Cal Smith, the country singer who played some of the genre’s biggest hits in the 1960s and 1970s, died yesterday at his home near Branson, Missouri, according to reports in Billboard. Smith was 81 years old.
Smith was born in Gans, Oklahoma, but he grew up on the West Coast in Oakland. He began singing in cafes in 1947, but he turned to truck driving and bronco busting as career options when he felt he wouldn’t be able to make a decent living playing music. After serving in the military for two years, though, Smith found himself back playing music, getting his first big break in 1961 when Ernest Tubb invited him to play guitar for the Texas Troubadours.
While playing with the Troubadours, Smith was laying the groundwork for a solo career, releasing the occasional single on local record labels. He first broke on to Billboard’s album charts in 1967 with “The Only Thing I Want.” Smith’s solo career began in earnest when he left the Troubadours in 1969 and released his first solo album, Drinking Champagne. The title track was a top 40 hit and would later be covered by George Strait.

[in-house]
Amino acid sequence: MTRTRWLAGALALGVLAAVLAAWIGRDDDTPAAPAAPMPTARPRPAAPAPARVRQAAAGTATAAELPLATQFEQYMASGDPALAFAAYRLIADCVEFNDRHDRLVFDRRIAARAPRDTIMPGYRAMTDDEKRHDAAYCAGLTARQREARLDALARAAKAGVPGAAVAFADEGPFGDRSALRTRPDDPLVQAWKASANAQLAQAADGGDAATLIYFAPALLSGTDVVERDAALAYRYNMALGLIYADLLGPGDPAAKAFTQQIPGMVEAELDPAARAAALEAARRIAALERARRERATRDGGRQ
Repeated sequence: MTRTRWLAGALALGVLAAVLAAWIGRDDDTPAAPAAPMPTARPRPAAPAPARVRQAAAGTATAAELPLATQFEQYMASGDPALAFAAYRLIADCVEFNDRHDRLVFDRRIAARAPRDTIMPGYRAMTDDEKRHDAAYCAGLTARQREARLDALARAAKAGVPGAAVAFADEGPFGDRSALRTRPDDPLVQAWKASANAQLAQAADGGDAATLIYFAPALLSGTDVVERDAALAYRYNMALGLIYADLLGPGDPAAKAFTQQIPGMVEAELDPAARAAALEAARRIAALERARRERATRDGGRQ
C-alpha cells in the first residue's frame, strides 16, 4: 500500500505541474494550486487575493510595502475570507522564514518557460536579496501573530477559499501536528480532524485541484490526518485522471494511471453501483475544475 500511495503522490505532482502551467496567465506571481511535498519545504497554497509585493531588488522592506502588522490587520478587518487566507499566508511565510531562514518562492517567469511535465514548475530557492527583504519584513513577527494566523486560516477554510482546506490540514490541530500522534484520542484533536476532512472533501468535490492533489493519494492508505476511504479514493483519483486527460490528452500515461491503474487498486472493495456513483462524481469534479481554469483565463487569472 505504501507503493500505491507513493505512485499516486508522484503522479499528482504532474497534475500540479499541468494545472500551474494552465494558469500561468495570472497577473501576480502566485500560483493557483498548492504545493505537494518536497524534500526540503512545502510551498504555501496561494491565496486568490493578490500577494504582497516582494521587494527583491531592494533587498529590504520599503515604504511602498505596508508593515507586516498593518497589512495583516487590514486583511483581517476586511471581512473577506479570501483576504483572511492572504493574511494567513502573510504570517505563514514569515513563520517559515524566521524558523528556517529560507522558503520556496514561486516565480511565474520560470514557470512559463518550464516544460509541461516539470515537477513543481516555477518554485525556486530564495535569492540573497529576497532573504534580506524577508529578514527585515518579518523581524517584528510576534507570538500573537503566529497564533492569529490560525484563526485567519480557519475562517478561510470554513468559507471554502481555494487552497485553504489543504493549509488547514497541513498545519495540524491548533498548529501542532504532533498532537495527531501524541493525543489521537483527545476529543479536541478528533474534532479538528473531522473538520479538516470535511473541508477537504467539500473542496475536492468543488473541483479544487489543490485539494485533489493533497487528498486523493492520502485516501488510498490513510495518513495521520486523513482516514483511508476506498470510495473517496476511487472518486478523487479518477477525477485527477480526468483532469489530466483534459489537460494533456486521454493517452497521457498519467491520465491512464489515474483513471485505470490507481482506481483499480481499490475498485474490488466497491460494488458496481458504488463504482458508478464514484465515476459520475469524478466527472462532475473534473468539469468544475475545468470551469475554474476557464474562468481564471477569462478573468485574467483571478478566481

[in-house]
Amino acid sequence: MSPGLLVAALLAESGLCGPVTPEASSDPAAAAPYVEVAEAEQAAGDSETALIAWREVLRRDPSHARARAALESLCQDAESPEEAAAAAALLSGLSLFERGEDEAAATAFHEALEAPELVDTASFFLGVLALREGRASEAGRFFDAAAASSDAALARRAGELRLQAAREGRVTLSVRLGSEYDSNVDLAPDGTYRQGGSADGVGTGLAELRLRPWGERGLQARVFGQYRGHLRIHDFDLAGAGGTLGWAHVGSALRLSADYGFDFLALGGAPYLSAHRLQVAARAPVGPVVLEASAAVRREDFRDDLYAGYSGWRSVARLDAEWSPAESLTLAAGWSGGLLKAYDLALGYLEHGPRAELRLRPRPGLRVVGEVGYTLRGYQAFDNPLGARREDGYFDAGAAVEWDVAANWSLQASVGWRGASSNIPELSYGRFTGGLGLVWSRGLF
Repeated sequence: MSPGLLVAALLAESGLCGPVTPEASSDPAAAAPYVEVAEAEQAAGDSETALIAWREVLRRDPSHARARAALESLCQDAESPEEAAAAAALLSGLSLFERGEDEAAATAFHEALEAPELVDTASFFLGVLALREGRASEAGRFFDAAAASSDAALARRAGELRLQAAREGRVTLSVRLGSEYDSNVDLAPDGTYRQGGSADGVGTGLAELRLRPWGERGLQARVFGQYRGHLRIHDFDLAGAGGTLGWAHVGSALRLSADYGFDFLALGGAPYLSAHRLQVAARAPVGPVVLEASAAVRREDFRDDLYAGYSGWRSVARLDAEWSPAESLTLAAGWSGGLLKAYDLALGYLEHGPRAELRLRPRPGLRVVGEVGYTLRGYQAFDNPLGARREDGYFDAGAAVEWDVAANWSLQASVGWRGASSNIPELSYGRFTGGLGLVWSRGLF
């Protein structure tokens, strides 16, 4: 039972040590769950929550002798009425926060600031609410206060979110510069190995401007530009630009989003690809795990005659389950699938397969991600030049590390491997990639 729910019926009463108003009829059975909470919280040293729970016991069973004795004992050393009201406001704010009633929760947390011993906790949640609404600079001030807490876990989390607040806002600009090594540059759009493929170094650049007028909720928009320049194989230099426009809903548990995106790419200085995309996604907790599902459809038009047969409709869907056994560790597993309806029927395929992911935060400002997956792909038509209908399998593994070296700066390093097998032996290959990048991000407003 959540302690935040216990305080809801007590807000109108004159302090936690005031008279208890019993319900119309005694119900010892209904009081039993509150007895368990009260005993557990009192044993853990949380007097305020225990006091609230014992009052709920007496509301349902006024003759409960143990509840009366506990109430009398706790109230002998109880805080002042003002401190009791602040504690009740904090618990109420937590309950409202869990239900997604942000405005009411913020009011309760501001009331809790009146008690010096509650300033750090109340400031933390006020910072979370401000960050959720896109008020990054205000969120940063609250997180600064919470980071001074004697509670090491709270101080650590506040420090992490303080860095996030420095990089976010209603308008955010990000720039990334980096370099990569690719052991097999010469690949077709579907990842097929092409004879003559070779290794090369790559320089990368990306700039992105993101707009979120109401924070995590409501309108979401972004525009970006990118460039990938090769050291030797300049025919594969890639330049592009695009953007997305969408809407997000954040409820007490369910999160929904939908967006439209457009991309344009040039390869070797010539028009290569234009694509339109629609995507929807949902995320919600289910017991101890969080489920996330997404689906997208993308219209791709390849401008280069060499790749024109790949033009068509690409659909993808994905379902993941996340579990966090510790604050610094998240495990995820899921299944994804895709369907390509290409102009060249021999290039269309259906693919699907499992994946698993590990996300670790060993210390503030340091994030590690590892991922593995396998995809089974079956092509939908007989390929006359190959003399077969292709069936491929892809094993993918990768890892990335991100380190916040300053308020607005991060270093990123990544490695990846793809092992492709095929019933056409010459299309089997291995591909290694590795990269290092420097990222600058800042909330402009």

In the 1970s, Smith transitioned from being a fairly popular country singer into a star. In 1972, Smith hit the Top 10 for the first time with his rendition of “I’ve Found Someone Of My Own,” and he got his first number one with “The Lord Knows I’m Drinking” a year later. In 1974, he released the song that would solidify his place in music history with “Country Bumpkin,” which won several awards and has been cited as a favorite by Garth Brooks and Loretta Lynn.
Smith’s last album was released in 1986. He is survived by his wife Darlene, five children, and fifteen grandchildren.